U.P. Poet Laureate

People can hear finalists read Dec. 28


MARQUETTE — At 7 p.m. Monday, Dec. 28, the top 10 finalists for for Upper Peninsula Poet Laureate 2021-2022 are invited to read as part of Peter White Public Library’s online series of author readings.

Thus virtual reading will bring together the finalists for an evening of Upper Peninsula poetry, hosted by current poet laureate Martin Achatz.

The 10 finalists are: Elinor Benedict (Rapid River); Shirley Brozzo (Ironwood); Sally Brunk (Baraga); Tyler Dettloff (Sault Ste Marie); Randall Freisinger (Houghton); April Lindala (Marquette); Beverly Matherne (Ishpeming); Rosalie Senora Petrouske (Marquette); M Bartley Seigel (Houghton); and Emily Van Kley (Wakefield).

Previous recipients of the position include Russell Thorburn (2013-2014), Andrea Scarpino (2015-2016), and Marty Achatz (2017-2018 and 2019-2020).

“The top ten finalists are a powerhouse of writers that demonstrate the diversity of voices in the UP, spanning from Ironwood to Sault Ste Marie,” said author Ron Riekki, UP Poet Laureate organizer. “Poets such as Sally Brunk and April Lindala are inspirational and beautiful with their honesty on the page. All 10 poets do a wonderful job of representing and re-presenting Upper Peninsula literature.”


Some of the finalists offered their reactions:

Tyler Detloff: “What a wonder it is to be nominated alongside such powerful Upper Peninsula writers. I really would be honored to represent poetry of our Upper Peninsula. But really, the opportunity to bring the magic of poetry to youth and communities that would thrive from some rhythm and rhyme, that is what I am most excited for. How else do we recognize the possibilities in crafting gorgeous and honest messaging for community growth, land and water protection, seasonal celebrations, and even our growing tourism industry? Poetry brings a swath of possibilities for shaping the future we want here by enhancing our descriptions of the present and past. I’m sure every one of the nominees will approach the role with their whole hearts. It’s an honor to be nominated, miigwech/merci/thank you!”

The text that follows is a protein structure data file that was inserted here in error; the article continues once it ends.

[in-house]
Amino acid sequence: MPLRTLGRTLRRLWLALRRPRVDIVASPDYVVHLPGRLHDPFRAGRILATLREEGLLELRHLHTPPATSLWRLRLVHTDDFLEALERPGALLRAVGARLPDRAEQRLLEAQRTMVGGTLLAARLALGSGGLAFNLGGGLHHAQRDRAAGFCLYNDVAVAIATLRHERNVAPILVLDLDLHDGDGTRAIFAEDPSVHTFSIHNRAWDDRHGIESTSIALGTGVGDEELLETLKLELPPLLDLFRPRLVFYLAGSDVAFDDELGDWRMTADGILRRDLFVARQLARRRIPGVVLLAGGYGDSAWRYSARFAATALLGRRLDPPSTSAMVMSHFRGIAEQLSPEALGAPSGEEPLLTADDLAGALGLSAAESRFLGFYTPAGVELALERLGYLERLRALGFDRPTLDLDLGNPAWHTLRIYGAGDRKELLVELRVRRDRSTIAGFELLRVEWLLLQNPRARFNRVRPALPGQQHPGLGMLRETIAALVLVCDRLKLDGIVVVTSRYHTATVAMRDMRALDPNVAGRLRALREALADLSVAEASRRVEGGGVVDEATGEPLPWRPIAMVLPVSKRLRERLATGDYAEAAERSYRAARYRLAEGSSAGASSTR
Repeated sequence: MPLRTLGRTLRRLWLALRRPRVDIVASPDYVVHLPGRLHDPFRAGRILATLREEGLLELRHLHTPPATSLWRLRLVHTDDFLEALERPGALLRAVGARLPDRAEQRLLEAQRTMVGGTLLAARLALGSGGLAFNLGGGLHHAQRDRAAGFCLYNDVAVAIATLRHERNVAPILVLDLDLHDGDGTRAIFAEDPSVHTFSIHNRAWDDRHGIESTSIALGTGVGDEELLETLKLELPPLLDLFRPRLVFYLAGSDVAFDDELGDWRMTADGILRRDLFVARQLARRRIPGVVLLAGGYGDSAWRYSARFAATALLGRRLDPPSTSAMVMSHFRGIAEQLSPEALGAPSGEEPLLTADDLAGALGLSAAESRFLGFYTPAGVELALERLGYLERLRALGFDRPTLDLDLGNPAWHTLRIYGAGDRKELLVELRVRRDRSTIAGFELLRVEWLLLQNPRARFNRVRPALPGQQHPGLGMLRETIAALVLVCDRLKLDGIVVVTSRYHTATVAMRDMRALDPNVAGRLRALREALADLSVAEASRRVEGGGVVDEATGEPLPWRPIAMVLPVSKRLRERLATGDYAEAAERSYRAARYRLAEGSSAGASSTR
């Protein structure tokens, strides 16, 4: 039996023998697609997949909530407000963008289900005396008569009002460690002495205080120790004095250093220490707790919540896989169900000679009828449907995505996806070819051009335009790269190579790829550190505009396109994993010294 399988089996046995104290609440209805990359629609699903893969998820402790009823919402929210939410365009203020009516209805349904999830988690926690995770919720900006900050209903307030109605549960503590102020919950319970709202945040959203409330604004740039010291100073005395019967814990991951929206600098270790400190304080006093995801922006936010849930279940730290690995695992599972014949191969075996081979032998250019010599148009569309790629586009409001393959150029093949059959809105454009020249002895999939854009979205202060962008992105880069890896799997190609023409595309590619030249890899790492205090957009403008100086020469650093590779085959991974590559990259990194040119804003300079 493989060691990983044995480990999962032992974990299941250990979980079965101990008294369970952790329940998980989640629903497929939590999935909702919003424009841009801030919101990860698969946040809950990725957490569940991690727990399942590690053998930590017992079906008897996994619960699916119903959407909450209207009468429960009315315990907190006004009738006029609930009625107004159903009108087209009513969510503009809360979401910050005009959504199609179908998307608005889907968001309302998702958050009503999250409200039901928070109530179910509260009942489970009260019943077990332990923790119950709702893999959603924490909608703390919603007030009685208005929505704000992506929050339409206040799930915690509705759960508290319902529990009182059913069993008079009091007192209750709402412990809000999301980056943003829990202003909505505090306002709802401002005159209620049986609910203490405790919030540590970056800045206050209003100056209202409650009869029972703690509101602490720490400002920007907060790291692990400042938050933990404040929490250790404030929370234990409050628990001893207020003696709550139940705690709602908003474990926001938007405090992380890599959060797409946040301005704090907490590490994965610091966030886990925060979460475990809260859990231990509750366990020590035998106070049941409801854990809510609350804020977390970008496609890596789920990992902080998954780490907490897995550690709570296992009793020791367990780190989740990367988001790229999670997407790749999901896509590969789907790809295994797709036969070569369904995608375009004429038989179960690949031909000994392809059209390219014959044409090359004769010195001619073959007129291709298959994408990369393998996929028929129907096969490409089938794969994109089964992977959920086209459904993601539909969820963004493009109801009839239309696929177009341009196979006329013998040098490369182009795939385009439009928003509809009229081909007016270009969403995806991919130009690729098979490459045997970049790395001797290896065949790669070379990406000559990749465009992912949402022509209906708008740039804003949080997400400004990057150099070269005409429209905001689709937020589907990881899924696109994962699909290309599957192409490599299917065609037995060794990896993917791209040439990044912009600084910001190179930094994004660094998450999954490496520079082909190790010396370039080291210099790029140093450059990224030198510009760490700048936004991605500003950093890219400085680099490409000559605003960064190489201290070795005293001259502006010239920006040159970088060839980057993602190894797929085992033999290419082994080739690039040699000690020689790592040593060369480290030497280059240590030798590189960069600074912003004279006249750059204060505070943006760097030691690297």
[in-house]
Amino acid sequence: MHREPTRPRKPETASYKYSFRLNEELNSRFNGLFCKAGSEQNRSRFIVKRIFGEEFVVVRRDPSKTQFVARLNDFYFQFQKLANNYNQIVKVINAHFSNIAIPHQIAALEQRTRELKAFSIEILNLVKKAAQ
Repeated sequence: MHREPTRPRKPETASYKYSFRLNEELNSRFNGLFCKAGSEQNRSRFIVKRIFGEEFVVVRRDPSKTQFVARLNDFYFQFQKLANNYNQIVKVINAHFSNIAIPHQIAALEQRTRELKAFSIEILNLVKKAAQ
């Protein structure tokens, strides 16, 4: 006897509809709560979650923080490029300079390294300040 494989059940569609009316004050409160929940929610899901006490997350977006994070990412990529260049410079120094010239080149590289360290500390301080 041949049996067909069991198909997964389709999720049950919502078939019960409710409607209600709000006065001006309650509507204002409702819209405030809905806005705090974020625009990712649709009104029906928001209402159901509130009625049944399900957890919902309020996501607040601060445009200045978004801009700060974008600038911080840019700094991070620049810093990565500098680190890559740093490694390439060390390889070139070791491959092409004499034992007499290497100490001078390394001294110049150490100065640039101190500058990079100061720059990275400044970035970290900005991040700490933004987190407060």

Shirley Brozzo: “This is an incredible honor and a very humbling experience to be chosen as a finalist for the UP Poet Laureate for 2021-22. I find myself surrounded by the best poets from across the UP, and each of these people has such a unique and enriching style which is all their own. I wish all the best to each and every one of them and celebrate them as my friends and colleagues.”

Emily Van Kley: “Being nominated for the position of U.P. Poet Laureate is a huge honor. My love of poetry is inextricably linked to growing up in Upper Michigan, where the wildness and beauty and isolation have always seemed to me to demand a way of writing that equals them in intensity. Honestly, I think that’s the goal I’ve been pursuing as a poet ever since. I want to say a big thanks to those who put my name in for consideration, and to librarians and bookshop owners and others who’ve helped readers find my first book, The Cold and the Rust, which is mainly set in the U.P.”

Rosalie Sanara Petrouske : “Even though I now live and teach in Lower Michigan, the Upper Peninsula will always be my home. Many of my poems are inspired by the U.P.’s wild and natural environment, and the independent spirit of the people I encountered growing up. Born near the shores of Lake Superior, my father always said my first word was “water“… my second “sky.” It will be a great honor to share my inspiration and love for poetry. Thank you for considering me.”


April Lindala: “It is daunting to be honest. I am thinking deeply about how I will respectfully represent the diversity of voices from our distinct region; especially during this significant moment in history during a global pandemic as well as growing political divisions in the United States. I am thinking deeply about the power of words; poetry can foster not only a healing of an individual’s heart and mind, but has the potential to bridge social, cultural, and political divides.”

For more information on the Dec. 28 reading — which will be a Zoom session — contact Achatz at 906-204-5854 or machatz@uproc.lib.us.




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